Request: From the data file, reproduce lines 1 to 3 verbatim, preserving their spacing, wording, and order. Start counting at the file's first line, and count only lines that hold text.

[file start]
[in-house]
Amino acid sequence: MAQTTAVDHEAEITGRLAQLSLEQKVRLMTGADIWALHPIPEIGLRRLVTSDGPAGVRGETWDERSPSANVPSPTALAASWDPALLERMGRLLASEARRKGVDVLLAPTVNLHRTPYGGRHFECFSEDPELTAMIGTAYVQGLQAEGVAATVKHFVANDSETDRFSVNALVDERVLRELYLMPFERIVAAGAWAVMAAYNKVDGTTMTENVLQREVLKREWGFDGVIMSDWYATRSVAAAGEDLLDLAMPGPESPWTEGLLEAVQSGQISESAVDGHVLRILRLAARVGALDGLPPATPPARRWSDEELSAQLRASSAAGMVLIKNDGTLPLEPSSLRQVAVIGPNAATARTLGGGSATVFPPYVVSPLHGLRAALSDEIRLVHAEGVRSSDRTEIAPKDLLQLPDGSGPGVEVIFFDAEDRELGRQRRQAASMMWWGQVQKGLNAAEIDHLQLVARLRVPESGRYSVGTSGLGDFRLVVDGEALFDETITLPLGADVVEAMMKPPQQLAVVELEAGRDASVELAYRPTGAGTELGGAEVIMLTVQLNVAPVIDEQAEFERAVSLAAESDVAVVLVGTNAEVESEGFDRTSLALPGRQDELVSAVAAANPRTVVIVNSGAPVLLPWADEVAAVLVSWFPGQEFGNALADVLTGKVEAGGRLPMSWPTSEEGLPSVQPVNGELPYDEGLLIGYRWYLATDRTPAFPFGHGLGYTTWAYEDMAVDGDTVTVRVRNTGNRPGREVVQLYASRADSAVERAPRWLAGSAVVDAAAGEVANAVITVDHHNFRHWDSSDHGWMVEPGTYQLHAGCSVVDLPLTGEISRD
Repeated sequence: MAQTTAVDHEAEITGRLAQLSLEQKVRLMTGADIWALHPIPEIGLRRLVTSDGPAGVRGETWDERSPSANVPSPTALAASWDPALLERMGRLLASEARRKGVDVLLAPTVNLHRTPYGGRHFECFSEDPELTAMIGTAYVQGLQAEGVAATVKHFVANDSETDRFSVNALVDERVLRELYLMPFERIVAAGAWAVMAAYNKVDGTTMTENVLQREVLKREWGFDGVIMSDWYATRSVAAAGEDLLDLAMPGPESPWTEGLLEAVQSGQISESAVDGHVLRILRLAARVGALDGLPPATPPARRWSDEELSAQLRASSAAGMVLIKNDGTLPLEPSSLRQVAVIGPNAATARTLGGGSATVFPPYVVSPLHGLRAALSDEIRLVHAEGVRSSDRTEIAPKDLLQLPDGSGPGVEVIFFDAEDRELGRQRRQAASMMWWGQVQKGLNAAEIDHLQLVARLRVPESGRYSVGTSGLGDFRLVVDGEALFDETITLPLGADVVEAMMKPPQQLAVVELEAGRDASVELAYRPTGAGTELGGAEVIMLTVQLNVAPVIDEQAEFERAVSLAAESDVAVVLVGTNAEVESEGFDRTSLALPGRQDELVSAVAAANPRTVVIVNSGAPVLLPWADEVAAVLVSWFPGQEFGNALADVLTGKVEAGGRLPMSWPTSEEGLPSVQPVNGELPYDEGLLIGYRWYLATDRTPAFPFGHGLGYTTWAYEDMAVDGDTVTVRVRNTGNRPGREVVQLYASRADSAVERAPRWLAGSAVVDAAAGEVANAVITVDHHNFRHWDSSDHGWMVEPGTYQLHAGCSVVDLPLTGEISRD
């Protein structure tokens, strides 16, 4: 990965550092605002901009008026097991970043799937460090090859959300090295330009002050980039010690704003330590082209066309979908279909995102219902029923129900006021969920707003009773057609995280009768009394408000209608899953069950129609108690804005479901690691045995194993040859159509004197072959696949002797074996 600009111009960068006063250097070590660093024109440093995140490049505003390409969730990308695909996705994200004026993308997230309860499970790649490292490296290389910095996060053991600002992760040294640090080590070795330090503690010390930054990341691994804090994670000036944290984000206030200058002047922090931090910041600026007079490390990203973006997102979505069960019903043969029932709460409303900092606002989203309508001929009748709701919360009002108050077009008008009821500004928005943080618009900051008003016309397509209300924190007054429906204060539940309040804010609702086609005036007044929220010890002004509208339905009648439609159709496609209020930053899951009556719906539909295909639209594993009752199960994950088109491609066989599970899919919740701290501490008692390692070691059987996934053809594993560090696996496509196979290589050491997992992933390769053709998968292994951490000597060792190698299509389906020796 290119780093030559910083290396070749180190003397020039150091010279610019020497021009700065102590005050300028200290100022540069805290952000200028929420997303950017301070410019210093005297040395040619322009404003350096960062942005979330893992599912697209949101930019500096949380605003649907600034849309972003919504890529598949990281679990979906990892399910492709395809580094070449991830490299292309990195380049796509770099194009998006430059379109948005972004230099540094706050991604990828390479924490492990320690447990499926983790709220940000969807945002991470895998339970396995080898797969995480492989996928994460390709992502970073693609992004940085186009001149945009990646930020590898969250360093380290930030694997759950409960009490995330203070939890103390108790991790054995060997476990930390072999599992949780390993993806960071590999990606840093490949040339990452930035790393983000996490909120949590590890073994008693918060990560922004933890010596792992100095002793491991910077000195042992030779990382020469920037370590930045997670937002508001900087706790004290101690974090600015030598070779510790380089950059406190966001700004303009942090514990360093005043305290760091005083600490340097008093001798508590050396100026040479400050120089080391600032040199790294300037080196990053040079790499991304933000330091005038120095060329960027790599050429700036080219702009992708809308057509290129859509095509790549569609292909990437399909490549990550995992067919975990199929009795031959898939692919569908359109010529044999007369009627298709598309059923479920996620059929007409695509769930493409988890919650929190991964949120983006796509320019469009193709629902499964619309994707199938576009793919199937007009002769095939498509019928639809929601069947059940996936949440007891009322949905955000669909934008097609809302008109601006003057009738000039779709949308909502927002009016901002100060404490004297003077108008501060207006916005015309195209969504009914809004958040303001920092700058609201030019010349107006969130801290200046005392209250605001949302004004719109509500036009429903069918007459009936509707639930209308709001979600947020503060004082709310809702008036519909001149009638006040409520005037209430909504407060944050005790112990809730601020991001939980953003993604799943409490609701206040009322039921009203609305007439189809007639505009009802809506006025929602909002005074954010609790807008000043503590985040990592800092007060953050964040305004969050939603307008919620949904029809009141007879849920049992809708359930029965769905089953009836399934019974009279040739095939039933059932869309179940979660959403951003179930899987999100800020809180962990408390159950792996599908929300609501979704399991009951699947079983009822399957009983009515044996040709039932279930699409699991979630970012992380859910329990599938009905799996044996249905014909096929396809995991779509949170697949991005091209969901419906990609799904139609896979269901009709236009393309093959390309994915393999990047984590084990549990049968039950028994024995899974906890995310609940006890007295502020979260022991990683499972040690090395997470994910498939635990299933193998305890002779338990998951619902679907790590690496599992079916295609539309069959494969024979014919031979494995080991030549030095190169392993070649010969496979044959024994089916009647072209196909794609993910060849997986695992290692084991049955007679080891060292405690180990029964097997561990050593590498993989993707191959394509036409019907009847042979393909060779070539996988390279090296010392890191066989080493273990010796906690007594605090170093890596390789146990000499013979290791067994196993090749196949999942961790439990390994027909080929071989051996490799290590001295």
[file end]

[in-house]
Amino acid sequence: MAQTTAVDHEAEITGRLAQLSLEQKVRLMTGADIWALHPIPEIGLRRLVTSDGPAGVRGETWDERSPSANVPSPTALAASWDPALLERMGRLLASEARRKGVDVLLAPTVNLHRTPYGGRHFECFSEDPELTAMIGTAYVQGLQAEGVAATVKHFVANDSETDRFSVNALVDERVLRELYLMPFERIVAAGAWAVMAAYNKVDGTTMTENVLQREVLKREWGFDGVIMSDWYATRSVAAAGEDLLDLAMPGPESPWTEGLLEAVQSGQISESAVDGHVLRILRLAARVGALDGLPPATPPARRWSDEELSAQLRASSAAGMVLIKNDGTLPLEPSSLRQVAVIGPNAATARTLGGGSATVFPPYVVSPLHGLRAALSDEIRLVHAEGVRSSDRTEIAPKDLLQLPDGSGPGVEVIFFDAEDRELGRQRRQAASMMWWGQVQKGLNAAEIDHLQLVARLRVPESGRYSVGTSGLGDFRLVVDGEALFDETITLPLGADVVEAMMKPPQQLAVVELEAGRDASVELAYRPTGAGTELGGAEVIMLTVQLNVAPVIDEQAEFERAVSLAAESDVAVVLVGTNAEVESEGFDRTSLALPGRQDELVSAVAAANPRTVVIVNSGAPVLLPWADEVAAVLVSWFPGQEFGNALADVLTGKVEAGGRLPMSWPTSEEGLPSVQPVNGELPYDEGLLIGYRWYLATDRTPAFPFGHGLGYTTWAYEDMAVDGDTVTVRVRNTGNRPGREVVQLYASRADSAVERAPRWLAGSAVVDAAAGEVANAVITVDHHNFRHWDSSDHGWMVEPGTYQLHAGCSVVDLPLTGEISRD
Repeated sequence: MAQTTAVDHEAEITGRLAQLSLEQKVRLMTGADIWALHPIPEIGLRRLVTSDGPAGVRGETWDERSPSANVPSPTALAASWDPALLERMGRLLASEARRKGVDVLLAPTVNLHRTPYGGRHFECFSEDPELTAMIGTAYVQGLQAEGVAATVKHFVANDSETDRFSVNALVDERVLRELYLMPFERIVAAGAWAVMAAYNKVDGTTMTENVLQREVLKREWGFDGVIMSDWYATRSVAAAGEDLLDLAMPGPESPWTEGLLEAVQSGQISESAVDGHVLRILRLAARVGALDGLPPATPPARRWSDEELSAQLRASSAAGMVLIKNDGTLPLEPSSLRQVAVIGPNAATARTLGGGSATVFPPYVVSPLHGLRAALSDEIRLVHAEGVRSSDRTEIAPKDLLQLPDGSGPGVEVIFFDAEDRELGRQRRQAASMMWWGQVQKGLNAAEIDHLQLVARLRVPESGRYSVGTSGLGDFRLVVDGEALFDETITLPLGADVVEAMMKPPQQLAVVELEAGRDASVELAYRPTGAGTELGGAEVIMLTVQLNVAPVIDEQAEFERAVSLAAESDVAVVLVGTNAEVESEGFDRTSLALPGRQDELVSAVAAANPRTVVIVNSGAPVLLPWADEVAAVLVSWFPGQEFGNALADVLTGKVEAGGRLPMSWPTSEEGLPSVQPVNGELPYDEGLLIGYRWYLATDRTPAFPFGHGLGYTTWAYEDMAVDGDTVTVRVRNTGNRPGREVVQLYASRADSAVERAPRWLAGSAVVDAAAGEVANAVITVDHHNFRHWDSSDHGWMVEPGTYQLHAGCSVVDLPLTGEISRD